For today's business owner, death can mark the beginning of a significant tax problem. The investment and sweat that went into building their business year after year could add up to a whopping federal estate tax bill for your heirs-up to 50% of the combined value of their company and other assets.

With careful planning, however, there are still ways to reduce the tax burden on your loved ones while keeping the business intact. Here is an overview of some available estate planning options.

Marital Deduction. One of the most common estate tax reduction strategies is the so-called "marital deduction." This allows you to leave an unlimited amount of assets to your surviving spouse tax-free for federal estate tax purposes. Marital deduction bequests may be outright or in trust. A trust may be needed if significant assets are involved and professional management and administration are desired.

Also, a trust may afford protection against the demands of relatives and creditors. This deduction must be used carefully, however, as using it to the fullest extent possible may adversely affect the surviving spouse's estate tax situation. Note also, if you and your spouse are not U.S. citizens, special requirements must be satisfied for the marital deduction to apply.

The Estate Tax. With proper use of the marital deduction, no estate taxes need be owed upon the death of the first spouse. But there's a limit on what can be passed tax-free to other heirs, either as gifts during your lifetime or from your estate. In 2002, the gift and/or estate tax credit allows each spouse to exclude up to $1 million in value from a taxable transfer. The gift tax credit stays at $1,000,000 with no scheduled increases.

The 2001 tax law gradually increases the estate tax-free figure, scheduled to be $1.5 million in 2004, topping off at $3.5 million by 2009. This amount, known as the exemption equivalent, may be large enough for you to pass on your entire business free of federal estate taxes. But after both you and your spouse die, estate taxes will be due if the surviving spouse's estate is worth more than the exemption equivalent. Estate taxes start at a hefty 37% on the first dollar above the exemption equivalent and increase to 48% (in 2004) on amounts over $2.5 million. Tax rates are scheduled to drop 1% each year until 2007 when it hits 45%. While estate taxes are scheduled to be eliminated in 2010, the next year the tax rates return to 55% with an exemption of $1 million.

Sizing Up Your Estate. At first blush, the amount that is exempt from estate taxes, currently $1 million, may sound like a huge sum. Many business owners mistakenly assume they have less than that and figure no special tax planning is needed. Unfortunately, they tend to undervalue their assets or fail to take all of them into account. They may have accumulated several hundred thousand dollars of equity in their home. The value of their company, rental properties, pension plan and other savings are also part of your estate, as is your life insurance policy if you own the policy or have incidents of ownership in the policy (such as retaining the power to change the beneficiary) at your death.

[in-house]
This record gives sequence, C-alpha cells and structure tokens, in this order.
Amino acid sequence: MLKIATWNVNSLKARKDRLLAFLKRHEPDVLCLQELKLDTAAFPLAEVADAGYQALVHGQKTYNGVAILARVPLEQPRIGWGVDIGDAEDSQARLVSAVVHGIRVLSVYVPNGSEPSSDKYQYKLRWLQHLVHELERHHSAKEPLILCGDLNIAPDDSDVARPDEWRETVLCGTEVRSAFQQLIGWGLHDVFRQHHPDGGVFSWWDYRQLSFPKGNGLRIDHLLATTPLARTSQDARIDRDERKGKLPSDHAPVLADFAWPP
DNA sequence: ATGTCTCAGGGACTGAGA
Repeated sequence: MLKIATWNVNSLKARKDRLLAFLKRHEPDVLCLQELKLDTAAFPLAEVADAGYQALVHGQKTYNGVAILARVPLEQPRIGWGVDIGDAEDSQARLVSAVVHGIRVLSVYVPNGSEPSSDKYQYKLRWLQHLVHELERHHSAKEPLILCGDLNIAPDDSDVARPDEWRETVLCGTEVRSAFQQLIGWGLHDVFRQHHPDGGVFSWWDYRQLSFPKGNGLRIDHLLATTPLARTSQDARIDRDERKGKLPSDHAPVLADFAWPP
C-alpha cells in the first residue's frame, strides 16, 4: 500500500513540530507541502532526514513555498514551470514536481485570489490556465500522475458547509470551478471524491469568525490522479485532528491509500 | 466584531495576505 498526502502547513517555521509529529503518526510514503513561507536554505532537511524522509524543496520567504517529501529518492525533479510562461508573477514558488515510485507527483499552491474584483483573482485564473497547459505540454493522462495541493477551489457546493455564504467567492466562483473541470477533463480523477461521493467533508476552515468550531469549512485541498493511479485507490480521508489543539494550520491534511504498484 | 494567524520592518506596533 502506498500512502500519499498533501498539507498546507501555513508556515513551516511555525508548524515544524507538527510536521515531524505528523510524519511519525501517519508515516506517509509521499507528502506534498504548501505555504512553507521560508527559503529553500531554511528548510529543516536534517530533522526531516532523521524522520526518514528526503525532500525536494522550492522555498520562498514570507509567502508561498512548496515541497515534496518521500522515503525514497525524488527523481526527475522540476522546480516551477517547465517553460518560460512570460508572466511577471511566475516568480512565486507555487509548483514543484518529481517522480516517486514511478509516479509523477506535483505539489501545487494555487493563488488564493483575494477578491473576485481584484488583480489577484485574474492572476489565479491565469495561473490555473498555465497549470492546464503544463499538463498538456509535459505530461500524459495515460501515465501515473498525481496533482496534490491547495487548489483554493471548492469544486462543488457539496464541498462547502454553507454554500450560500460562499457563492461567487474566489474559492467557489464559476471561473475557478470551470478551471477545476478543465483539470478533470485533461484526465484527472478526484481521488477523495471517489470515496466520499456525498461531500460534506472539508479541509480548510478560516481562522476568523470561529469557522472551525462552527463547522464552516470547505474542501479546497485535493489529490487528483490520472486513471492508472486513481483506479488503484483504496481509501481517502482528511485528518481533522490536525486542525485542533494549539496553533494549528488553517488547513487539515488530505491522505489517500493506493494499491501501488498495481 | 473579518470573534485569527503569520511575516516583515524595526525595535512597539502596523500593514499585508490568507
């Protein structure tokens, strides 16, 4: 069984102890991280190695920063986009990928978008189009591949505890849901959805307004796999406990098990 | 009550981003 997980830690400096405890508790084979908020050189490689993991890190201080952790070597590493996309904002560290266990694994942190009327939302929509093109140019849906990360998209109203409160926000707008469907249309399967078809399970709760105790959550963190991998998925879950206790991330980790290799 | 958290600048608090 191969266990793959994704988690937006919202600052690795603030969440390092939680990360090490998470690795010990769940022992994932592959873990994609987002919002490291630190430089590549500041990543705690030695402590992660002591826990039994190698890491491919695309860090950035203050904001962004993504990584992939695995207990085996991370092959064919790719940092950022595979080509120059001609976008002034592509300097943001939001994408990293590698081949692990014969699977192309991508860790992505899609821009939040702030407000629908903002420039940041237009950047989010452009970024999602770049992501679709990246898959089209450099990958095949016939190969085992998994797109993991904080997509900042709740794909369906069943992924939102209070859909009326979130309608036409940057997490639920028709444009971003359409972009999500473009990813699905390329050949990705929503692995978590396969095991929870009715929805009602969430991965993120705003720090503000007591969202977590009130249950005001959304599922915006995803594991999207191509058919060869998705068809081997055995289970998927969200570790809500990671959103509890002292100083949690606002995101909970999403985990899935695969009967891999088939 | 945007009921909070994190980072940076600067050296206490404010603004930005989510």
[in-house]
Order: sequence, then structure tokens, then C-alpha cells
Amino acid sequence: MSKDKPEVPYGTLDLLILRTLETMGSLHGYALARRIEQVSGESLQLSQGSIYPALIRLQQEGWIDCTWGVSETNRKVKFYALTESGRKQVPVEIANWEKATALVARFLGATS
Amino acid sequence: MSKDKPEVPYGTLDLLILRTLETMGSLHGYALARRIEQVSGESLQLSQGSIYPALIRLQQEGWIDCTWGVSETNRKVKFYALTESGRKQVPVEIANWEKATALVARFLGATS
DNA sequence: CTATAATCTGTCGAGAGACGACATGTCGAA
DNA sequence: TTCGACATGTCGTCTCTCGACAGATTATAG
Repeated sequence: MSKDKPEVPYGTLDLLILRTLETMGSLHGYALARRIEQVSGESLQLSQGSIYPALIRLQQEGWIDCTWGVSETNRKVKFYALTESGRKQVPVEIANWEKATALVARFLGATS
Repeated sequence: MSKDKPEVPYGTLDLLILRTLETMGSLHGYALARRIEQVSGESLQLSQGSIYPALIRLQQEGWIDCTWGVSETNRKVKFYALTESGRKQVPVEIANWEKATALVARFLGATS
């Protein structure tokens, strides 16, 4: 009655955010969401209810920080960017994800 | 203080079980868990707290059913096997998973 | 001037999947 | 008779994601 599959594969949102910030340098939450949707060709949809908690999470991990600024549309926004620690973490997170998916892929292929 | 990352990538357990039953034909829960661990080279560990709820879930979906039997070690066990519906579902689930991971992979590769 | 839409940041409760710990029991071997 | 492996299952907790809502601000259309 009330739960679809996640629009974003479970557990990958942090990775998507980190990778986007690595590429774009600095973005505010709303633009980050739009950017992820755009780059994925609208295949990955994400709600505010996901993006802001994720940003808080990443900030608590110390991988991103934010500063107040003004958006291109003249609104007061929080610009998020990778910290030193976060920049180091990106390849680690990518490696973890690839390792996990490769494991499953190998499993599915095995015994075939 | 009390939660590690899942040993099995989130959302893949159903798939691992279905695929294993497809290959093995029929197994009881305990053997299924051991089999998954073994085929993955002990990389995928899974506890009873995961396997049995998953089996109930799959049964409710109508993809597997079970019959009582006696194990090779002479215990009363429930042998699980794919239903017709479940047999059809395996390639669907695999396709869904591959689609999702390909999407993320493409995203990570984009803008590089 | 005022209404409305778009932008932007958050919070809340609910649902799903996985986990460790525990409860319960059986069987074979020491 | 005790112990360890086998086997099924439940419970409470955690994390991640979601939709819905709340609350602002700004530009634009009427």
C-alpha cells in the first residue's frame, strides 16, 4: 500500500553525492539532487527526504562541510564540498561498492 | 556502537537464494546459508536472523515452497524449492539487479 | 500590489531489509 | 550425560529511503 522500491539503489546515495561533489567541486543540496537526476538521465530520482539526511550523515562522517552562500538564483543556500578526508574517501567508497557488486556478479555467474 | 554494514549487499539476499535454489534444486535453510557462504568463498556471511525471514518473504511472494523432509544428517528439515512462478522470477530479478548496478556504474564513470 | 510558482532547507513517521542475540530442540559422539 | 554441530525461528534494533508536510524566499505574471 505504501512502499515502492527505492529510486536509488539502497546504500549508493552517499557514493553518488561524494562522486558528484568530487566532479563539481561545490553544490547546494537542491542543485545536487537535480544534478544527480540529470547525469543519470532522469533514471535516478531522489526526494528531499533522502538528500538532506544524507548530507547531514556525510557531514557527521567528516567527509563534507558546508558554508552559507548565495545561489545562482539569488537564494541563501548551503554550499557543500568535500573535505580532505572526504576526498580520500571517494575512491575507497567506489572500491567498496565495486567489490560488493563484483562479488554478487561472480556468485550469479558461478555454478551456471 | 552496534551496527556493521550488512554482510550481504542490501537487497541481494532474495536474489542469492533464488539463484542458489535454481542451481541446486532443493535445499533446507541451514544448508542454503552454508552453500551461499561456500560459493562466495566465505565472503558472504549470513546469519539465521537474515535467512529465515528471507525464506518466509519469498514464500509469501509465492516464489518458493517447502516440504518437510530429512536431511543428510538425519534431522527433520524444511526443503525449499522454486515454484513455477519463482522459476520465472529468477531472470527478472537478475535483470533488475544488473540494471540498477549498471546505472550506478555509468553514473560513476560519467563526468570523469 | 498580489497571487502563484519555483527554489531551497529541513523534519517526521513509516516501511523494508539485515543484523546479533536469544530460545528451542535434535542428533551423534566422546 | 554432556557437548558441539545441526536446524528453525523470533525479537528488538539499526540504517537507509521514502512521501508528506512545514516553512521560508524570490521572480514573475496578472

Even if they don't consider themselves wealthy, it's easy to see that $1 million-plus in assets is quickly accumulated. If a client and their spouse had combined assets of less than $1 million when the will was first written, but now exceed that amount, it's likely they'll need some estate planning.

Credit-Shelter Trust. Used correctly, a credit-shelter trust can double the amount clients and their spouses leave to your children free of federal estate taxes. Here is an example based on the $1 million exemption amount allowed in 2002. Suppose they leave your entire $2 million estate outright to their spouse. After their death, the estate incurs no federal estate taxes because of the marital deduction. But upon the death of the spouse in 2002, only half the estate ($1 million) is exempt. Their children will pay $435,000 of federal estate taxes on the other half.

That's poor planning. Instead, suppose they willed only $1 million to their spouse outright, and put the other $1 million in a credit-shelter trust. The spouse would be entitled to income from the trust after their death. But after the death of the spouse, the assets in the trust won't be part of the spouse's estate, so they'll also pass tax-free to their children. And the other $1 million is also untaxed due to their spouse's own $1 million exemption. Assuming no appreciation or depreciation of the assets' values, the children inherit $2 million free of estate tax.

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